Review: “Scaling Force” By Rory Miller And Lawrence A. Kane


I was provided a copy of this book by YMAA Publication Center for the purposes of reading and reviewing the book. While it was provided to me at no cost, I am under no obligation to give a positive review.

That said, go out and buy this book. Now.

Unless you live in a bubble and never interact with others, which not likely the case if you’re reading this blog, you have the opportunity of interacting with others in a potentially violent way. Sure, do what you can to avoid circumstances, etc., but things happen despite our best laid plans.

This is exactly where “Scaling Force” comes in. It addresses in extensive detail the six levels of force, in ascending order:

  • Presence – This can be a law enforcement, bouncer, security or other presence of authority, or it could simply be witnesses when the attacker doesn’t wish his actions to be seen. Sometimes it’s enough to de-escalate. In the case of social violence, where pecking order and ascension in a hierarchy require validation of actions, it’s actually enough to cause the violence to happen.
  • Voice – Sometimes proper use of our voice is enough calm a situation. Other times the words you choose and how you say it (body language, facial expressions, rate, tone, volume, etc.) are enough to escalate the encounter.
  • Touch – This can be anything from a girlfriend’s “It ain’t worth it, baby” light touch on a forearm to grabbing someone on their triceps to redirect or guide them. The point here is that it’s intended to be non-threatening, but it won’t always be interpreted that way.
  • Empty-Hand Restraint – This is when you actually are using force to detain or control someone against their will.
  • Less Than Lethal Force – Notice I didn’t say “non-lethal force”. The point of this level is intent. A punch to the stomach isn’t typically enough to rate as lethal force, but if the other person falls forward and hits his head on a table, killing him, guess what? That’s lethal force. This level could also include joint destructions, throws, etc.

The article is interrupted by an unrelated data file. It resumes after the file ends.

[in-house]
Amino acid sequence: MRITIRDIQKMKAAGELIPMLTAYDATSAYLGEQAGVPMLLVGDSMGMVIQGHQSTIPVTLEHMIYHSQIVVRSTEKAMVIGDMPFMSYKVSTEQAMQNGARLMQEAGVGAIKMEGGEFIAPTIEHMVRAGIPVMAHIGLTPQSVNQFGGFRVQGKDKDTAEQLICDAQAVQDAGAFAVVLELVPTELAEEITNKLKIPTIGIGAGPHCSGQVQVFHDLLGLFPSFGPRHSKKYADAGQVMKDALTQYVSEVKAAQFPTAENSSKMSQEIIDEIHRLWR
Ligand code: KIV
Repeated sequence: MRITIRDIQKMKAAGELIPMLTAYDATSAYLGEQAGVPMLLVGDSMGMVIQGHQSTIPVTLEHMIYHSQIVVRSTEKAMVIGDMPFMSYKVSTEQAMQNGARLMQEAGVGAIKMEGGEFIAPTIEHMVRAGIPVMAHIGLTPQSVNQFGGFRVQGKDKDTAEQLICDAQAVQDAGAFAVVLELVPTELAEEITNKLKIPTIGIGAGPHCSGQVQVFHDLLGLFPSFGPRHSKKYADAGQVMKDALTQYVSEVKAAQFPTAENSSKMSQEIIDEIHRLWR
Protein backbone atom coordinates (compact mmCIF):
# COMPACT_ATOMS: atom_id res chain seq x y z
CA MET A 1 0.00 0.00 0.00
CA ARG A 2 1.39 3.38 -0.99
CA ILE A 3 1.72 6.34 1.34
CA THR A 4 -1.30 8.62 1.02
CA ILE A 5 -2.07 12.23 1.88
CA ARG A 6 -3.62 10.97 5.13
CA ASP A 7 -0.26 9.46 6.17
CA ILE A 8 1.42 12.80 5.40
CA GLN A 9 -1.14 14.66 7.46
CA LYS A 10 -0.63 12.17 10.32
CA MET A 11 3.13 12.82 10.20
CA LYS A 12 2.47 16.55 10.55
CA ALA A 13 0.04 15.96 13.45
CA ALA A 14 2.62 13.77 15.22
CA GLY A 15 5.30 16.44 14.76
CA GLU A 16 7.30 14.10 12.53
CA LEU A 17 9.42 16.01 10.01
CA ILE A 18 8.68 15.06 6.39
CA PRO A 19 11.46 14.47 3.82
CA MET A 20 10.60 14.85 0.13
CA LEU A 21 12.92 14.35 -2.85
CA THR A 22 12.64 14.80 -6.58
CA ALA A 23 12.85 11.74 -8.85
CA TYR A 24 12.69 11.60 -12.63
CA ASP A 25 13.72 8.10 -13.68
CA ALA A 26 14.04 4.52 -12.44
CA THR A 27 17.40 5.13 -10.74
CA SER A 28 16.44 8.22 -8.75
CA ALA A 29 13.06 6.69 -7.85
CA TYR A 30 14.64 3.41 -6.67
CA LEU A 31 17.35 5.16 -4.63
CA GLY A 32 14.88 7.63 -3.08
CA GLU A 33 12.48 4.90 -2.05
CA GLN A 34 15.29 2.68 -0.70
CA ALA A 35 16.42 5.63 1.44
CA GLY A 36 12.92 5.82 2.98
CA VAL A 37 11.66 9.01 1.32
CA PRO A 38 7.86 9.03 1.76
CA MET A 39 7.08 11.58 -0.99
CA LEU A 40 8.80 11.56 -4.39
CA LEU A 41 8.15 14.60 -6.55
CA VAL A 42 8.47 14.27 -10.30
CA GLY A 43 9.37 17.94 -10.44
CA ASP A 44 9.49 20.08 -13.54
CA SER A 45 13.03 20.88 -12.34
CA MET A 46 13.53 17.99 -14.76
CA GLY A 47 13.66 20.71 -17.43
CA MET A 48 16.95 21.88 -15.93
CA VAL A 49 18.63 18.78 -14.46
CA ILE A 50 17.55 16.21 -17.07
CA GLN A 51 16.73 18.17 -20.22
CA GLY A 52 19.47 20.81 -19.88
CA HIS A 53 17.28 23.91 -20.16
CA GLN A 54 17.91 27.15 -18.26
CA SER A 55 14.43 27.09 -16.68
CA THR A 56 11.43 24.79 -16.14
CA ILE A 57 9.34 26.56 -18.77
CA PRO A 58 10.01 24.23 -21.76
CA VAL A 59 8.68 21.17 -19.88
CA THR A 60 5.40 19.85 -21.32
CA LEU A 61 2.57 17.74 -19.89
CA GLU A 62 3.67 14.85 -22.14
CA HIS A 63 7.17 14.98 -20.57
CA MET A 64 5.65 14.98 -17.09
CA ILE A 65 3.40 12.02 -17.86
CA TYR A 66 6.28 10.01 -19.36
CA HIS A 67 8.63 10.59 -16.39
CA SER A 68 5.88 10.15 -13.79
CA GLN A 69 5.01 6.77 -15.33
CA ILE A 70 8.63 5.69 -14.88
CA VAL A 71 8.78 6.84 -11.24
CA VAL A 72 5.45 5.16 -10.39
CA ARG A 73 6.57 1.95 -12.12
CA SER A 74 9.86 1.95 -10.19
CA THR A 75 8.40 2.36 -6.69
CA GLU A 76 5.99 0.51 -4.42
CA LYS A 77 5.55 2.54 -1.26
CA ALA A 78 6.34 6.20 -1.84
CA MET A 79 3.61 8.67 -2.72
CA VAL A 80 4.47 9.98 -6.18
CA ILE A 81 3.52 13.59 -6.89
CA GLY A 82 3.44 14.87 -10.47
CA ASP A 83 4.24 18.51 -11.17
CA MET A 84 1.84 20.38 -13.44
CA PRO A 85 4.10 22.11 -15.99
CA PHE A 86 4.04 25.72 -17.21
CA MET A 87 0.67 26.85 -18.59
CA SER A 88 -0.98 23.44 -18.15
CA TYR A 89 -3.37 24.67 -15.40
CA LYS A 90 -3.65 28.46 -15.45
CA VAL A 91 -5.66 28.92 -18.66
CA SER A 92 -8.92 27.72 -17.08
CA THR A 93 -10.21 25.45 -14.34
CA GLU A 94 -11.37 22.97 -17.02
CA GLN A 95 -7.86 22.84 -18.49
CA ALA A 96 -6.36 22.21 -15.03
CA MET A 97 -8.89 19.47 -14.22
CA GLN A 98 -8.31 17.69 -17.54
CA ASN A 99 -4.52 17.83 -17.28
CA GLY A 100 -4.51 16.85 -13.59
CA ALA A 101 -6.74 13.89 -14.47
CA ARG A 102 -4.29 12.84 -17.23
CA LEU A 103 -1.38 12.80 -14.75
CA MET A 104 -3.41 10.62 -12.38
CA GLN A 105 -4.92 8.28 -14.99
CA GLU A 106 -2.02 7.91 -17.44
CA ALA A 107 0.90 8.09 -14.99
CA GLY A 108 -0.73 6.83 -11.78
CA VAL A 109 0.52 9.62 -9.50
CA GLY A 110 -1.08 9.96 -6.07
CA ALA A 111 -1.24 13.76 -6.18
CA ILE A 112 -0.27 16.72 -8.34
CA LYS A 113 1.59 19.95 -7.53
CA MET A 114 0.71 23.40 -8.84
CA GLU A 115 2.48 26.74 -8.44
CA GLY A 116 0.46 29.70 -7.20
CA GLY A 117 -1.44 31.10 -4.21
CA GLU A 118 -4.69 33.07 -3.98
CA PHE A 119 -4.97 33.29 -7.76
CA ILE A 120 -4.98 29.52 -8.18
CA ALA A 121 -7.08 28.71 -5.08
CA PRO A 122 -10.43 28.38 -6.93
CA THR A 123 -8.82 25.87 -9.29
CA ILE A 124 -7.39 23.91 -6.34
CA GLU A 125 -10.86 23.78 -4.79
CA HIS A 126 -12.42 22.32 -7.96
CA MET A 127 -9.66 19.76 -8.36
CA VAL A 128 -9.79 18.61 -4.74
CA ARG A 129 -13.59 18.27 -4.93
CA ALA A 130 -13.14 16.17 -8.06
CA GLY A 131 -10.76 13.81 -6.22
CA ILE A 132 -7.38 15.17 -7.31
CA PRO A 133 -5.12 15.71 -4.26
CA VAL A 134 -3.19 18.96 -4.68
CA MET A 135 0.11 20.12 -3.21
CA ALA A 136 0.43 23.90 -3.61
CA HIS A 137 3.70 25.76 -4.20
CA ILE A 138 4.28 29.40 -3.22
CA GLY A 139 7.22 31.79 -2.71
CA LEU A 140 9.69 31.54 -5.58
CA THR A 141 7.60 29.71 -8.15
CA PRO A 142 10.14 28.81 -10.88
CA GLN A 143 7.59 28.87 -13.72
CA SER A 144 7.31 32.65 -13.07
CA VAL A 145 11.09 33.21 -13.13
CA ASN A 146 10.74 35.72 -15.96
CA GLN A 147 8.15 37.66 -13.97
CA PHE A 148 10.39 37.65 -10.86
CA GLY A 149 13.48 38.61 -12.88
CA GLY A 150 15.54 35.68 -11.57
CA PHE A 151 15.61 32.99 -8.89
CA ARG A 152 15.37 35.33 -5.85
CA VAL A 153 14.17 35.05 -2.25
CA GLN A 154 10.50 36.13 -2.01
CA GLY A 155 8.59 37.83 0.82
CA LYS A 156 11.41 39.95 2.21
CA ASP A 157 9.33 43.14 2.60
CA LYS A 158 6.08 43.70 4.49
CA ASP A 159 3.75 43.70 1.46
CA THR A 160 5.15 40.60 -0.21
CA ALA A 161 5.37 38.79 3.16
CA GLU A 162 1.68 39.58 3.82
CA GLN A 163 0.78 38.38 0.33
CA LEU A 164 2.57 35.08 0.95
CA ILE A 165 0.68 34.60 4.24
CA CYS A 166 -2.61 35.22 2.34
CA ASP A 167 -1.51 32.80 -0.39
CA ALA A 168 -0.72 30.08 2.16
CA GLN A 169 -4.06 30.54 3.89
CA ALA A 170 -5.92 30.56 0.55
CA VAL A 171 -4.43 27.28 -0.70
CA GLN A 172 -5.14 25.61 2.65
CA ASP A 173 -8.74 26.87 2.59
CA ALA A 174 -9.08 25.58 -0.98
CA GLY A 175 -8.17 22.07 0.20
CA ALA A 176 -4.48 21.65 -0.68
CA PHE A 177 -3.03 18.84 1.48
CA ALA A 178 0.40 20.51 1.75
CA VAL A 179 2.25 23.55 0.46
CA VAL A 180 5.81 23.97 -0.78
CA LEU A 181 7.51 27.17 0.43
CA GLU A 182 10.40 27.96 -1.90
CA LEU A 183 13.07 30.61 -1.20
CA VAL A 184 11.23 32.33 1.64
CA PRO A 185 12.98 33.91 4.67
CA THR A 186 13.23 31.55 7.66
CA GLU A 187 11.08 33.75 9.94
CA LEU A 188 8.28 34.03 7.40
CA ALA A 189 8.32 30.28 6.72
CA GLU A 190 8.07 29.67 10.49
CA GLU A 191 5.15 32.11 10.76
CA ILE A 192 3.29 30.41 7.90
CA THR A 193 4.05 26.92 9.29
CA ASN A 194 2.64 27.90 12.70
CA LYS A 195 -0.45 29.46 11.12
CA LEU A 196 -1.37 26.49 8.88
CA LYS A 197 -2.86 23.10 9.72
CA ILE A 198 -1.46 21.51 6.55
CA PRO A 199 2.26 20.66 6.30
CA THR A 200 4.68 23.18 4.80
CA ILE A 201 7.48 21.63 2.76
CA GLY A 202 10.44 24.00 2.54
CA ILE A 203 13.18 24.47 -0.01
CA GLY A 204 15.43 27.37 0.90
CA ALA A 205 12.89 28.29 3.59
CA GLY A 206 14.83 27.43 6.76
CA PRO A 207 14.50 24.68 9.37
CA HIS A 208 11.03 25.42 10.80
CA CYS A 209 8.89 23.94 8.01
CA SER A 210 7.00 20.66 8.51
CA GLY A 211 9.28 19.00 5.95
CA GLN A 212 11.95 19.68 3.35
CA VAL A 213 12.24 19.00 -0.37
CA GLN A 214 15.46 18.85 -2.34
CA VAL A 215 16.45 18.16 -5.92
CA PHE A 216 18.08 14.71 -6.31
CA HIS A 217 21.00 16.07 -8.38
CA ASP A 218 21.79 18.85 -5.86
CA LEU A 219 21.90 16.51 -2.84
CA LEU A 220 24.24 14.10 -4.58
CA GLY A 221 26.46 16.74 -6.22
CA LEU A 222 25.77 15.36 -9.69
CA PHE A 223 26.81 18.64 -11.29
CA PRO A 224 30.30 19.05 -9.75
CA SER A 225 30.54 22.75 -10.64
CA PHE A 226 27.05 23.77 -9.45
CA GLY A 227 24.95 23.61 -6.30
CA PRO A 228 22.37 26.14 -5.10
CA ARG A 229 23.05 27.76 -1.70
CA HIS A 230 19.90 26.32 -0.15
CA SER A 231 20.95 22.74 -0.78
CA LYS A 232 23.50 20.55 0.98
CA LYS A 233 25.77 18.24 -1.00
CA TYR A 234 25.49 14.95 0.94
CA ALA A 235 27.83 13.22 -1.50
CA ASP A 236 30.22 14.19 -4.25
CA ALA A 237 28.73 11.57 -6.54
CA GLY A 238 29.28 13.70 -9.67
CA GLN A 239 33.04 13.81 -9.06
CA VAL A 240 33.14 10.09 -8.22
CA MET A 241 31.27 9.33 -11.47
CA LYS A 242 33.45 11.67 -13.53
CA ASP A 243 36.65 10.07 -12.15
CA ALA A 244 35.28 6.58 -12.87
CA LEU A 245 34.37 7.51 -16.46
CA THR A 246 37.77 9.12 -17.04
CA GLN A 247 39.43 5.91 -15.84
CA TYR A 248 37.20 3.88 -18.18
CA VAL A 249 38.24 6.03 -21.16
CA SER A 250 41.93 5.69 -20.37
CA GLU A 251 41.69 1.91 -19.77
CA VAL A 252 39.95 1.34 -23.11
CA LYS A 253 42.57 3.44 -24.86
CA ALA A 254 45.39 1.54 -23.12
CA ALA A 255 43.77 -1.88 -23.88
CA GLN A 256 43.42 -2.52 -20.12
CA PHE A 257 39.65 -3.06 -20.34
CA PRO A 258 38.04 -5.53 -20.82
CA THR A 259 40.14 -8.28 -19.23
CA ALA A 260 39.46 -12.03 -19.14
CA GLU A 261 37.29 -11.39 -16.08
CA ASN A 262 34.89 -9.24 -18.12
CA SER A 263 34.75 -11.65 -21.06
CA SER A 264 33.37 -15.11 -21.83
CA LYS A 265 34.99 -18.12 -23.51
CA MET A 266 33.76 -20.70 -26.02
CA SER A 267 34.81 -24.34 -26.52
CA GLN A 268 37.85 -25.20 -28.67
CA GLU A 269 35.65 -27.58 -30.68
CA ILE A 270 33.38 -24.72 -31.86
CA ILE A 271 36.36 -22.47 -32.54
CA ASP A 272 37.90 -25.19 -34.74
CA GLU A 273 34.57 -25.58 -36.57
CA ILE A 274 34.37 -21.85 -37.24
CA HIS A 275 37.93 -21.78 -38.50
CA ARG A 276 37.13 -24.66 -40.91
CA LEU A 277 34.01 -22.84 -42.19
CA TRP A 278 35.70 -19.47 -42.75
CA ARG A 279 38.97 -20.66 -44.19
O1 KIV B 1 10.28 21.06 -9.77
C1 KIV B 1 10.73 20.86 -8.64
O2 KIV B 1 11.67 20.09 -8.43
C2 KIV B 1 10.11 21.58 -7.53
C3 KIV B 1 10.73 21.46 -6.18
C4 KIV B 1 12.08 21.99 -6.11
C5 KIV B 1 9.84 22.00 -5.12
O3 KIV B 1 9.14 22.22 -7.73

• Lethal Force – Without a doubt, the absolute last resort in most cases. This is the application of force with the intent to kill.

The authors go into much more detail of each level. They are also careful to express that the above is not a ladder. You don’t always move from one level to another in a direct progression. You may have to go straight from Level 2 (Voice) to Level 6 (Lethal Force), depending on the actions of your attacker(s). Or sometimes it fluctuates as tempers cool and then flare again. You have to be able to recognize the appropriate level of response and act.

Miller and Kane also spend a lot of time talking about legalities related to the use of each level. While this is not meant to be construed as legal advice, it will definitely give you something to think about. There is even a break immediately preceding Level 4 where the authors are clear to point out that if you apply anything in Level 4 or 5, congratulations! You’ve just committed a crime. Sure, it may be justified, and you better hope you’ve got the attorney to prove it, but once you put make contact with the intent to harm someone, it’s a crime.

Throughout the book are real-world examples provided by the authors, mostly of their own experiences in security or law enforcement, to help you understand the dynamics of each situation they are discussing. They are also very clear in helping the reader understand that everything they are talking about is still fuzzy in interpretation. What feels like the exact same scenario at different times could have completely different outcomes, even if you take the same course of action. That’s why you have to be able to adapt to the situation on the fly. Quickly.

Overall, this is an outstanding reference for everyone, not just martial artists, bouncers, LEOs, etc. Everyone has the chance of finding themselves in a potentially violent encounter, and they certainly don’t want to have On The Job training, so to speak, if they can forewarn and educate themselves.

Rating: 5 stars (out of 5)

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